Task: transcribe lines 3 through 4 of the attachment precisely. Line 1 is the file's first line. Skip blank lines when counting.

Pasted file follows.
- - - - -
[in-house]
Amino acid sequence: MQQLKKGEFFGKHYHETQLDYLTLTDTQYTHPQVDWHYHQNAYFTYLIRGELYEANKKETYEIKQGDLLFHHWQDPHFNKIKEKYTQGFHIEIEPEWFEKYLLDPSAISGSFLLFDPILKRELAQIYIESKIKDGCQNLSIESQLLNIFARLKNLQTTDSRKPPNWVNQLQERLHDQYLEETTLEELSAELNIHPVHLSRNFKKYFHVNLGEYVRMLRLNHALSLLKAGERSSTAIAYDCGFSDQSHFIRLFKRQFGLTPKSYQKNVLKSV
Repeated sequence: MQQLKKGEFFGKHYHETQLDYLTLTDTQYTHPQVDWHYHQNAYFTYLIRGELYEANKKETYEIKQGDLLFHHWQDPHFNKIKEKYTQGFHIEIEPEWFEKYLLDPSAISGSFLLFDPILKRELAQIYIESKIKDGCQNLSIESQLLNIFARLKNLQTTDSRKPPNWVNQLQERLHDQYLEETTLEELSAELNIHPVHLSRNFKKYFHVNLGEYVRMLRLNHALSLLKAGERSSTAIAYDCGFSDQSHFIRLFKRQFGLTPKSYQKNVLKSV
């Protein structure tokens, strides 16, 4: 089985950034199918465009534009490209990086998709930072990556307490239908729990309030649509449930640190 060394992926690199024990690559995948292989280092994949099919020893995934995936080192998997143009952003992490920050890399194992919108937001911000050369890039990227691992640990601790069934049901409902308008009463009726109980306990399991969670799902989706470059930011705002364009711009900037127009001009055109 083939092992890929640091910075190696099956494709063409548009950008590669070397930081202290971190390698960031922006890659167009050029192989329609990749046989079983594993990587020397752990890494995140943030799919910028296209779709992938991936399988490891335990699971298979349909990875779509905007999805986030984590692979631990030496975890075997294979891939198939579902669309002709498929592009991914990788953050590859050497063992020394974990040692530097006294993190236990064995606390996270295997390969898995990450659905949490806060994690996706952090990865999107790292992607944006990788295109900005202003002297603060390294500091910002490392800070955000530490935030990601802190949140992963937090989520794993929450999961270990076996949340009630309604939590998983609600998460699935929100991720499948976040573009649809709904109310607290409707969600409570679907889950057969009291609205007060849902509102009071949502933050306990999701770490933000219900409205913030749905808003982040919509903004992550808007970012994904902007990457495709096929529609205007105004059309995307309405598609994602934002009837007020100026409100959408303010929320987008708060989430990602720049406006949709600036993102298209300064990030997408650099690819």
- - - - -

Repeated sequence: MQQLKKGEFFGKHYHETQLDYLTLTDTQYTHPQVDWHYHQNAYFTYLIRGELYEANKKETYEIKQGDLLFHHWQDPHFNKIKEKYTQGFHIEIEPEWFEKYLLDPSAISGSFLLFDPILKRELAQIYIESKIKDGCQNLSIESQLLNIFARLKNLQTTDSRKPPNWVNQLQERLHDQYLEETTLEELSAELNIHPVHLSRNFKKYFHVNLGEYVRMLRLNHALSLLKAGERSSTAIAYDCGFSDQSHFIRLFKRQFGLTPKSYQKNVLKSV
């Protein structure tokens, strides 16, 4: 089985950034199918465009534009490209990086998709930072990556307490239908729990309030649509449930640190 060394992926690199024990690559995948292989280092994949099919020893995934995936080192998997143009952003992490920050890399194992919108937001911000050369890039990227691992640990601790069934049901409902308008009463009726109980306990399991969670799902989706470059930011705002364009711009900037127009001009055109 083939092992890929640091910075190696099956494709063409548009950008590669070397930081202290971190390698960031922006890659167009050029192989329609990749046989079983594993990587020397752990890494995140943030799919910028296209779709992938991936399988490891335990699971298979349909990875779509905007999805986030984590692979631990030496975890075997294979891939198939579902669309002709498929592009991914990788953050590859050497063992020394974990040692530097006294993190236990064995606390996270295997390969898995990450659905949490806060994690996706952090990865999107790292992607944006990788295109900005202003002297603060390294500091910002490392800070955000530490935030990601802190949140992963937090989520794993929450999961270990076996949340009630309604939590998983609600998460699935929100991720499948976040573009649809709904109310607290409707969600409570679907889950057969009291609205007060849902509102009071949502933050306990999701770490933000219900409205913030749905808003982040919509903004992550808007970012994904902007990457495709096929529609205007105004059309995307309405598609994602934002009837007020100026409100959408303010929320987008708060989430990602720049406006949709600036993102298209300064990030997408650099690819």